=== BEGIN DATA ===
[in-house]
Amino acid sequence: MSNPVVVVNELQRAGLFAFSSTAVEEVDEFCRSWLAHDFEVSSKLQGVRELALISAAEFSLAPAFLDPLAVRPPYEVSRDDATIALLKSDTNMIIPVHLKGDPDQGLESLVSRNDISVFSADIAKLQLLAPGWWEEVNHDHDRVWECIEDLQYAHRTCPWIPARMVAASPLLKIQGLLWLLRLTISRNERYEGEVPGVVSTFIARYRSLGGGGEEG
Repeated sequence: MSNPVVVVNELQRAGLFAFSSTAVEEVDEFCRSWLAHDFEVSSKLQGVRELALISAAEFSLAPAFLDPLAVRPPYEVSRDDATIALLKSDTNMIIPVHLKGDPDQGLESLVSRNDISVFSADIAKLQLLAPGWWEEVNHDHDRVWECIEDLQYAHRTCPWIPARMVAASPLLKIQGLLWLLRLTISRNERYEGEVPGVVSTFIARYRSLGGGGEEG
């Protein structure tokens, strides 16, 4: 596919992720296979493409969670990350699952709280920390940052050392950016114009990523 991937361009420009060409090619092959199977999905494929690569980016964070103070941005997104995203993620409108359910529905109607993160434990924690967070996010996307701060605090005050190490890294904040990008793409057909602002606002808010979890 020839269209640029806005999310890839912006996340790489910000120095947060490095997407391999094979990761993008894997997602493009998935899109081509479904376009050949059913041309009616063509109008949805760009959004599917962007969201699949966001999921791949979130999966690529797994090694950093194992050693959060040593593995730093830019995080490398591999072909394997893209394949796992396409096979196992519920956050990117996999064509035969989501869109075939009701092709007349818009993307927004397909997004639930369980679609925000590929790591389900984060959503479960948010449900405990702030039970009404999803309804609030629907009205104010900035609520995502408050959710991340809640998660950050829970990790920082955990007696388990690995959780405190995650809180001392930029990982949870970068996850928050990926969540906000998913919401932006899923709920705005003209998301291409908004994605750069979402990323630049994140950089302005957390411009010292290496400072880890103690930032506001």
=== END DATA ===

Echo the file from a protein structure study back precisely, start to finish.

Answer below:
[in-house]
Amino acid sequence: MSNPVVVVNELQRAGLFAFSSTAVEEVDEFCRSWLAHDFEVSSKLQGVRELALISAAEFSLAPAFLDPLAVRPPYEVSRDDATIALLKSDTNMIIPVHLKGDPDQGLESLVSRNDISVFSADIAKLQLLAPGWWEEVNHDHDRVWECIEDLQYAHRTCPWIPARMVAASPLLKIQGLLWLLRLTISRNERYEGEVPGVVSTFIARYRSLGGGGEEG
Repeated sequence: MSNPVVVVNELQRAGLFAFSSTAVEEVDEFCRSWLAHDFEVSSKLQGVRELALISAAEFSLAPAFLDPLAVRPPYEVSRDDATIALLKSDTNMIIPVHLKGDPDQGLESLVSRNDISVFSADIAKLQLLAPGWWEEVNHDHDRVWECIEDLQYAHRTCPWIPARMVAASPLLKIQGLLWLLRLTISRNERYEGEVPGVVSTFIARYRSLGGGGEEG
């Protein structure tokens, strides 16, 4: 596919992720296979493409969670990350699952709280920390940052050392950016114009990523 991937361009420009060409090619092959199977999905494929690569980016964070103070941005997104995203993620409108359910529905109607993160434990924690967070996010996307701060605090005050190490890294904040990008793409057909602002606002808010979890 020839269209640029806005999310890839912006996340790489910000120095947060490095997407391999094979990761993008894997997602493009998935899109081509479904376009050949059913041309009616063509109008949805760009959004599917962007969201699949966001999921791949979130999966690529797994090694950093194992050693959060040593593995730093830019995080490398591999072909394997893209394949796992396409096979196992519920956050990117996999064509035969989501869109075939009701092709007349818009993307927004397909997004639930369980679609925000590929790591389900984060959503479960948010449900405990702030039970009404999803309804609030629907009205104010900035609520995502408050959710991340809640998660950050829970990790920082955990007696388990690995959780405190995650809180001392930029990982949870970068996850928050990926969540906000998913919401932006899923709920705005003209998301291409908004994605750069979402990323630049994140950089302005957390411009010292290496400072880890103690930032506001």